Document Type : Research Article
Faculty of Agriculture, Department of Agrotechnology, Ferdowsi University of Mashhad, Mashhad, Iran
Faculty of Agriculture, Ferdowsi University of Mashhad, Mashhad, Iran
Introduction: Knowledge of weed biology helps to optimize weed management strategies and avoid unnecessary weed control input by for example accurate prediction of emergence timing of the weeds. According to the available references, 200 species of dodder have been reported in the world of which 18 species are in Iran. Among the 18 reported species in Iran, Cuscuta campestris and Cuscuta monogyna cause the greatest damage to crops and horticultural products in Iran. Cuscuta monogyna (Vahl), a member of the Cuscutaceae family, is a non-specific aboveground holoparasite, and as such is totally dependent on its host plant for assimilates, nutrients and water supply. Eastern dodder is one of the important dodder species that parasite fruit trees and ornamental shrubs. Each eastern dodder plant produces greater than 3000 seeds of which low percentage germinate in the first year. In the field, dodder started to germinate in March or April when daily average soil temperatures reached 10°C, and maximum germination was observed in May or June when daily average soil temperatures reached 20°C. After germination, seedlings of Cuscuta spp. Undergo a non-parasitic phase of growth, dependent on seed reserves, for 2–3 weeks. To improve management systems for specific weed species, it is critical to have good information on seed dormancy, persistence, production, seasonal germination, seedling emergence, and variations among populations. The objective of the present study was to effect of temperature and salinity on two eastern dodder (Cuscuta monogyna Vahl) ecotypes seed germination characteristics.
Materials and Methods: In order to study the effect of salinity and temperatures on seed germination chrachteristics of two eastern dodder ecotypes experiments were conducted based on factorial in a completely randomized design with three replications in the Research Laboratory of Ferdowsi University of Mashhad Faculty of Agriculture during 2015 and 2016. Treatments include salinity stress in 8 levels (0 (Control), -0.1, -0.2, -0.4, -0.6, -0.8, -1 and -1.2 Mpa) and temperature at 8 levels (5, 10, 15, 20, 25, 30, 35 and 40oC). After 14 days, seeds in treatment solutions were no longer germinating, so all germinated seedlings were removed and un-germinated seeds of the highest salinity treatment (-1.2 Mpa NaCl) were rinsed with distilled water and placed back in their dishes with 5 mL of distilled water for 14 more days.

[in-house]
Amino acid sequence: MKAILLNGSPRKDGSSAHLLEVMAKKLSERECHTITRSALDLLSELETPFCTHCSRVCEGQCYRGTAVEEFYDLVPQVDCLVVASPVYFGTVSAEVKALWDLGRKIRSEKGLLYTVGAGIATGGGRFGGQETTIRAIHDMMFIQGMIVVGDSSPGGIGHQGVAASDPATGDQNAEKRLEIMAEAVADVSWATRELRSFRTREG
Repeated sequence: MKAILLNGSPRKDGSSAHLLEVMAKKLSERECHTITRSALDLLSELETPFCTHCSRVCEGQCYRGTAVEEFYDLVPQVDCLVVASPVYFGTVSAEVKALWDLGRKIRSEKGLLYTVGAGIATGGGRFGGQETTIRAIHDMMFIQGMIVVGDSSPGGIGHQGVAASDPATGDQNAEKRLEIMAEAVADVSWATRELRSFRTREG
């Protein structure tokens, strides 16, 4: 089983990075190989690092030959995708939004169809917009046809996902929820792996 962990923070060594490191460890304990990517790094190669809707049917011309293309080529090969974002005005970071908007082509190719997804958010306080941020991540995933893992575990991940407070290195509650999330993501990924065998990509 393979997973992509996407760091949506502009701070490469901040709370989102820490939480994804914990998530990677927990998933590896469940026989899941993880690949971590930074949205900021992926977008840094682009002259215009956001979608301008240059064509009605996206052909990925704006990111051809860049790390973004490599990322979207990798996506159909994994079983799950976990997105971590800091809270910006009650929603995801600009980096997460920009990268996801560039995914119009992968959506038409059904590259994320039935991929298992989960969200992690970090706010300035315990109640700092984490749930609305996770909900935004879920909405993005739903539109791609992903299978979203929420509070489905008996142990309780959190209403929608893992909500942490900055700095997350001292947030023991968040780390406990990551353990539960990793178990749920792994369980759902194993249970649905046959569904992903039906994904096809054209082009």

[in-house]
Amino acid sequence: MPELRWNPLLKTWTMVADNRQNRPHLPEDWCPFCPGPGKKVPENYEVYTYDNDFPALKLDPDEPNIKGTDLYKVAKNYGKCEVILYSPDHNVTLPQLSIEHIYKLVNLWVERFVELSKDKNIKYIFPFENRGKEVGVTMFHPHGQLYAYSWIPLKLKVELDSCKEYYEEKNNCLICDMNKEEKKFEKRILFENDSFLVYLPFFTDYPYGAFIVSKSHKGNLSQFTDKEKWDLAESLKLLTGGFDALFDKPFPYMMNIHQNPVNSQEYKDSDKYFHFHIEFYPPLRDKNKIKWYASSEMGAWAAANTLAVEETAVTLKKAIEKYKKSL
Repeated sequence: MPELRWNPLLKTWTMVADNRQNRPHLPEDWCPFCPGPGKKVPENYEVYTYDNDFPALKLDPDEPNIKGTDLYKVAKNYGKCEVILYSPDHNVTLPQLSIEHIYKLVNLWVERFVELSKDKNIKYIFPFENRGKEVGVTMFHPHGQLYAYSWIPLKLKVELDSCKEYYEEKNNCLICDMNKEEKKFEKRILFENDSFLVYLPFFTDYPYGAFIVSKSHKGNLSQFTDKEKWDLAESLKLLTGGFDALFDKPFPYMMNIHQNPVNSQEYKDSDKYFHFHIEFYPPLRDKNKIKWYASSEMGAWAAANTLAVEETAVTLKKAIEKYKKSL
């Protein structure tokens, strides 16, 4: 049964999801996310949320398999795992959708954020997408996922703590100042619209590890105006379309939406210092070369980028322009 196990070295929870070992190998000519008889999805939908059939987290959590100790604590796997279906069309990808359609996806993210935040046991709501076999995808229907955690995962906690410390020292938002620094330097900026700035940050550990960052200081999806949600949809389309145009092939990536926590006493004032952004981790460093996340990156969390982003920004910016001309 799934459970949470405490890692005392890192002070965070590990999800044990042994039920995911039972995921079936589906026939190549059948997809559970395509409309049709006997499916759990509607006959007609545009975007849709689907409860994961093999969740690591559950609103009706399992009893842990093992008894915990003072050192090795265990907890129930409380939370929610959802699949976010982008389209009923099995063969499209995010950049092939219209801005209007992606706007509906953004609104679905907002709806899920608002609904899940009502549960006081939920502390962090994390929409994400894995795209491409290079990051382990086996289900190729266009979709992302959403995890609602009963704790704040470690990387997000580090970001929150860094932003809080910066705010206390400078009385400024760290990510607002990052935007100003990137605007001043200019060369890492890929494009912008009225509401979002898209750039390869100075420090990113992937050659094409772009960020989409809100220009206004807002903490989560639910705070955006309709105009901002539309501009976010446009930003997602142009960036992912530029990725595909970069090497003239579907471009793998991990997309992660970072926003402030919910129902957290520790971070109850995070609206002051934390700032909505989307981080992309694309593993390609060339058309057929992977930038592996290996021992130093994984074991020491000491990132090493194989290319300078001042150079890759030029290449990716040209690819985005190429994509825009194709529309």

Results and Discussion: Results showed that with increasing salinity at each level of temperature germination rate and percentage reduced in both ecotypes, so that in potential -1.2 Mpa germination was stopped in both ecotypes. In both ecotypes germination stamped at 5, 10 and 40 ̊C temperatures in all levels of salinity. In both ecotypes the highest percentage and rate of germination were indicated at control treatment salinity and 25 and 30 ̊C temperatures. It is believed that the effect of high concentration of NaCl at high temperatures can be attributed to the toxic sodium that causes irreversible damage. According to the results Bardaskan ecotype was better than Qouchan ecotype in view of germination at high levels of temperatures and salinity treatments. The three parameter logistic model provided a satisfactory fit for the response of seed germination to NaCl concentration. The effective salinity for reducing of 50% seed germination in Qouchan ecotype at 15, 20, 25, 30 and 35 ̊C temperatures were -0.79, -0.86, -0.87, -0.77 and -0.68 Mpa and in Bardaskan ecotype were -0.93, -0.93, -0.95, -0.90 and -0.75 Mpa respectively. Recovering the ungerminated seeds from the salinity level of -1.2 Mpa and reincubating them with distilled water resulted in a germination of 70% in both ecotypes, indicating that enforced seed dormancy was mainly because of an osmotic effect, as opposed to toxicity owing to an ionic effect.
Conclusion: This study shows that eastern dodder has capacity to survive and reproduce even under a higher temperature and higher degree of salinity stress. The information of this study would be helpful for estimating the potential of this species to spread to new areas and for the improvement of this parasitic weed species management programs. As is evident from these experiments, the effective, long-term reduction of eastern dodder populations will require the use of an integrated weed management approach.